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I'm wondering how close a lunar orbit can get at periapsis to the south pole. I want an orbit that is sustainable for at least ~20 orbits. I'm working on a small sat concept for studying the lunar south pole. We want to get as close as possible to perform remote spectroscopy on the surface of the craters. Ideally, we'd like to get be in an eccentric orbit that doesn't require crazy amounts of delta v to maintain. We are planning on going to the moon via Rocketlab's photon stage, just to give you a sense of the propulsion capabilities we'll have. I set 20 orbits at the minimum but we'd ideally like to have 100 or more. I know the Lunar reconnaissance orbiter got within 20km but I'm wondering if closer approaches can be achieved. What are the main factors that limit how close a spacecraft can get? Is it the terrain variations, gravitational fluctuations, drag from the thin lunar "atmosphere", or something else?

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    $\begingroup$ Do you allow course corrections at apolune? A somewhat eccentric orbit would allow plenty of time to refine tracking between south pole passes, and very small delta-v corrections could be made. With a good enough gravitational model I think terrain would be the only limit. $\endgroup$ – Russell Borogove Oct 7 '20 at 2:41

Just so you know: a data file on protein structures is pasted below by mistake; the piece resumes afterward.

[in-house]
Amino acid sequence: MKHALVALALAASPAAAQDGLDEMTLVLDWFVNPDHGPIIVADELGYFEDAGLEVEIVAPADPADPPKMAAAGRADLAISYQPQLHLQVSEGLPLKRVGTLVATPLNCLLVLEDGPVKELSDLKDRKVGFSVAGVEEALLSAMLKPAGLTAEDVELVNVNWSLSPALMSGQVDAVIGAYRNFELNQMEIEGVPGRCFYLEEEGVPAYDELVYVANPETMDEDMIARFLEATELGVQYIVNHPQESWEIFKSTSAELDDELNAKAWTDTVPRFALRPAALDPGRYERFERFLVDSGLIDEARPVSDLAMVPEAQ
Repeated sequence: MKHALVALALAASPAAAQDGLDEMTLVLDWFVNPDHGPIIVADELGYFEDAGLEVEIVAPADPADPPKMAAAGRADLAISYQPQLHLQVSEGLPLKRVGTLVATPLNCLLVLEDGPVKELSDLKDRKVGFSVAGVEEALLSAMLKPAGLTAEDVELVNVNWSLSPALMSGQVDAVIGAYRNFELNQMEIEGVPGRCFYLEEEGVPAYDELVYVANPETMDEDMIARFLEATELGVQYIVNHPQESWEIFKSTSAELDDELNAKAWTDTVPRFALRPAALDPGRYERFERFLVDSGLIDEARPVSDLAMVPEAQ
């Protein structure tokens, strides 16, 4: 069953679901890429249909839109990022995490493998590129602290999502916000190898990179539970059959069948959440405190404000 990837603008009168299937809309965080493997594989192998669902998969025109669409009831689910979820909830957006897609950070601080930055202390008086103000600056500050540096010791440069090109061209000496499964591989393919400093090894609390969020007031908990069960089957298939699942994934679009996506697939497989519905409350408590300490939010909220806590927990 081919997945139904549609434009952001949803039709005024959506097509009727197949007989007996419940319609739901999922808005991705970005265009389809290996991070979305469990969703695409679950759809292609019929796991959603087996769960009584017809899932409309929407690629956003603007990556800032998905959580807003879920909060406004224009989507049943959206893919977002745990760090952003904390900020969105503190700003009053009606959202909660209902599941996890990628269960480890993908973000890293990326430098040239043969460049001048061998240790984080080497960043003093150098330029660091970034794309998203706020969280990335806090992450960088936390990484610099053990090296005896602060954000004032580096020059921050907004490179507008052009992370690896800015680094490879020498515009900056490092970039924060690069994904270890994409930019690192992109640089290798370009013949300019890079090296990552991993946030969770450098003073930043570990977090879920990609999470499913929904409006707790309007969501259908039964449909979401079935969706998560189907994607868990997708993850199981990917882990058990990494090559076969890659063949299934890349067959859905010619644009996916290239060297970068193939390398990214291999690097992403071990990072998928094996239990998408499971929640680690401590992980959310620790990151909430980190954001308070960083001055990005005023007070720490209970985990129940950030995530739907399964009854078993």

• $\begingroup$ as the previous comment points out limitations like terrain variations, gravitational fluctuations can be directly directly addressed by corrections. ~20 orbits is like two days roughly, if that's all you need then a practical mission could have plenty of propellant to use for that short of a time to do crazy things, then crash as soon as it runs out. In two days it would only sample two 26 degree wide wedges, so choosing those might be beneficial. I think the answer could be really really close if it can crash afterwards! $\endgroup$ – uhoh Oct 7 '20 at 4:22
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    $\begingroup$ Certainly 1 km, and I'd guess probably 100 meters above topography would be possible. It depends on how many "practice orbits" propellant allows before you start counting to 20. It would be great if you explained more about what you had in mind though. Thanks! $\endgroup$ – uhoh Oct 7 '20 at 4:22
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    $\begingroup$ @uhoh I'm working on a small sat concept for studying the lunar south pole. We want to get as close as possible to perform remote spectroscopy on the surface of the craters. Ideally, we'd like to get be in an eccentric orbit that doesn't require crazy amounts of delta v to maintain. We are planning on going to the moon via Rocketlab's photon stage, just to give you a sense of the propulsion capabilities we'll have. I set 20 orbits at the minimum but we'd ideally like to have 100 or more. $\endgroup$ – sgp45 Oct 7 '20 at 15:35
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    $\begingroup$ Wonderful, excellent, fun! I strongly recommend you click "edit" under your post and move all of those juicy details back into the question itself! 1) many people simply don't read comments, 2) editing your post bumps it back into the active queue increasing visibility. $\endgroup$ – uhoh Oct 7 '20 at 15:38

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